Rather than those bare numbers though, the important thing about the paper is what it suggests for appropriate government policy.

The authors found the effect on households’ confidence was one of the more important ways in which a pandemic damages the economy.

“Furthermore, confidence effects in combination with the short-term withdrawal of labour are likely to produce most of the short-term negative impact on the economy.”

The confidence question today is difficult because the public’s confidence in the government has fallen sharply since the election. 

The second bit is all about stimulus to get people back to work quickly once the threat of infection eases.

Stating the obvious: “Businesses would also be greatly affected by a pandemic, particularly those involved in tourism and delivering services more generally.

“Policies that might be effective in negating the economic effects of a pandemic relate to short-term support to businesses most affected by the pandemic, perhaps through creative finance arrangements.

“This would enable viable businesses to adjust more rapidly once a pandemic passes.”

That seems to have been what the government has been primarily pointing to, but the stimulus rhetoric has been evolving from “modest” to “measured” to “substantial” as the gravity of the situation has slowly sunk in.

And that is in keeping with the paper’s final message: “Lastly, in the case of a large pandemic, monetary and fiscal policy responses that stimulate the economy will clearly be required.

“In addition to the fiscal measures that accompany the direct management of a pandemic, there is likely to be a need for expansionary fiscal policy to help stimulate demand and, most importantly, to restore consumer and business confidence.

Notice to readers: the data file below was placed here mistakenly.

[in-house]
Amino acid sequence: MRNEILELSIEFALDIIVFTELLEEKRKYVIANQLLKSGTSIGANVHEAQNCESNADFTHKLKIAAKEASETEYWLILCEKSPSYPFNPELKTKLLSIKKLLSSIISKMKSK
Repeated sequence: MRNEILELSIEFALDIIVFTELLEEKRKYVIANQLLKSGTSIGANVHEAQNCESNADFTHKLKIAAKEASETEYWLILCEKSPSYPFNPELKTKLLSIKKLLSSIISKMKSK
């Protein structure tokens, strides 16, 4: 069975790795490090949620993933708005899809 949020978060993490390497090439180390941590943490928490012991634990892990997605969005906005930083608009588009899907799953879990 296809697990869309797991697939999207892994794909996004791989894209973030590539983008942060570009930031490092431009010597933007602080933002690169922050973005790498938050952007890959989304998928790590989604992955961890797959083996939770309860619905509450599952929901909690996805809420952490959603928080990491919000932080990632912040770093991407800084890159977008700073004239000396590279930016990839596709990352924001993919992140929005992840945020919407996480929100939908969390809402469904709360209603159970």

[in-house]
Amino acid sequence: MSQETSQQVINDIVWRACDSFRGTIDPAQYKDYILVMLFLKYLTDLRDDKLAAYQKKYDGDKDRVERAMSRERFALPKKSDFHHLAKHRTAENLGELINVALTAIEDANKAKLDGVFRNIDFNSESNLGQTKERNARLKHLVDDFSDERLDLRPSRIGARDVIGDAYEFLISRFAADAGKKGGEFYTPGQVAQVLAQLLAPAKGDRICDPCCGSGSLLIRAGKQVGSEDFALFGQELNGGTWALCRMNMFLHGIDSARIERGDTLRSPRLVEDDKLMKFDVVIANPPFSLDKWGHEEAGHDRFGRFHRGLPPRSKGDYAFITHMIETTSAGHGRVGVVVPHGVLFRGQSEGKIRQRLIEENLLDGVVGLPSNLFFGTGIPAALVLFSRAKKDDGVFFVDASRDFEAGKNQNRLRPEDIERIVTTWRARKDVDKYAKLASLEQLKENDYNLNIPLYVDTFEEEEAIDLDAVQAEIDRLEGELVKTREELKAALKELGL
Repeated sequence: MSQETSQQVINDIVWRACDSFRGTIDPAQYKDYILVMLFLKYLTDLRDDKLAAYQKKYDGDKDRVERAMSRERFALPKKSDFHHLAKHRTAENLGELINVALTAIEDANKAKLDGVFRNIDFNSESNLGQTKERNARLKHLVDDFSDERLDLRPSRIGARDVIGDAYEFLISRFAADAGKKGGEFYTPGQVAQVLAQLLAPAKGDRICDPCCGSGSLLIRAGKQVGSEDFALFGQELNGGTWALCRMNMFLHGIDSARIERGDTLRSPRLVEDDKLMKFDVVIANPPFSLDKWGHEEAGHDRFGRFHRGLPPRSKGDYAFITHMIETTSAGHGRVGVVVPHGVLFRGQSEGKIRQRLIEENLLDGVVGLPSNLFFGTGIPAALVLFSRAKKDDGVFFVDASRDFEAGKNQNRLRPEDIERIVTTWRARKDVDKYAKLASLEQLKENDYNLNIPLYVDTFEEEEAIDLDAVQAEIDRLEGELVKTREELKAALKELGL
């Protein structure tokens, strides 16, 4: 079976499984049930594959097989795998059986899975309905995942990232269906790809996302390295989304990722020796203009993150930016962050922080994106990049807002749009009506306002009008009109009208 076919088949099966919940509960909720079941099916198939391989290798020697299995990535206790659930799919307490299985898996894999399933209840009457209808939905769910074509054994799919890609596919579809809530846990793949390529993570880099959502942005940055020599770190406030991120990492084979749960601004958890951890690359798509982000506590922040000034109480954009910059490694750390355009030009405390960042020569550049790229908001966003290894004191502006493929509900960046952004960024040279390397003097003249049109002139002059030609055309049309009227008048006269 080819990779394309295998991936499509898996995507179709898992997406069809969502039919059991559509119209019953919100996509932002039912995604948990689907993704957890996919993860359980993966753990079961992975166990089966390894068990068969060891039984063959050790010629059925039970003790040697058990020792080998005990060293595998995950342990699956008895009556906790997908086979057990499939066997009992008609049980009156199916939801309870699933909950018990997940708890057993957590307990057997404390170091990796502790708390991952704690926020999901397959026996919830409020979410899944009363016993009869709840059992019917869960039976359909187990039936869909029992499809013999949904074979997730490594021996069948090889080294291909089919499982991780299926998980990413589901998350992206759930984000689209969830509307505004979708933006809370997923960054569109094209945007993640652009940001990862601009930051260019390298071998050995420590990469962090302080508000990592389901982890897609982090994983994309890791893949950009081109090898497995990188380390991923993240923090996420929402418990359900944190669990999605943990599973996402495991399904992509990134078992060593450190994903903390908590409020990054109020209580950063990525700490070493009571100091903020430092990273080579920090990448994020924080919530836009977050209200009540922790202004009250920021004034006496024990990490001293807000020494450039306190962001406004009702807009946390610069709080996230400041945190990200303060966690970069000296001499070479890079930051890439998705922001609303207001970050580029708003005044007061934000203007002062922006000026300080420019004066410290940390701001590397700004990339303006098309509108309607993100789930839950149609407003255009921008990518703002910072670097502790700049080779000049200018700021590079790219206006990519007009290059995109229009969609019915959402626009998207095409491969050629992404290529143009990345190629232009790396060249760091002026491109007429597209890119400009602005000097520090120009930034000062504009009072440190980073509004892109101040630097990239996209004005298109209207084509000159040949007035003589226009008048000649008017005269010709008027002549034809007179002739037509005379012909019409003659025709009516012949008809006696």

“Of course, expansionary fiscal and monetary policies will only be effective if they are accompanied by a range of other policy measures that maintain financial stability and promote business continuity.”

Yes, folks, 14 years ago the Treasury secretary recommended the use of expansionary fiscal policy to fight the threat of a severe pandemic-induced recession, the sort of expansionary policy Scott Morrison and Josh Frydenberg have had to be dragged towards accepting – and even then apparently scrimping on.

Household support, not just business investment incentives and loans, will be required.

The broad fiscal stimulus Mr Morrison has decried would indeed be necessary.

As just about everyone except Mr Morrison has suggested, one of the ways to achieve that (and record an overdue reform anyway) would be to humanely increase the Newstart allowance – but that’s already been ruled out by the relevant minister, the same person who last year suggested unemployed people would just spend increased payments on drugs or at the pub

Dr Kennedy also was forced to defer on the Newstart question during Senate estimates committee hearings.

No wonder his was a subdued performance.

The Treasury secretary is more attuned to the real-world costs of policy than most in Canberra – he was a nurse before becoming an economist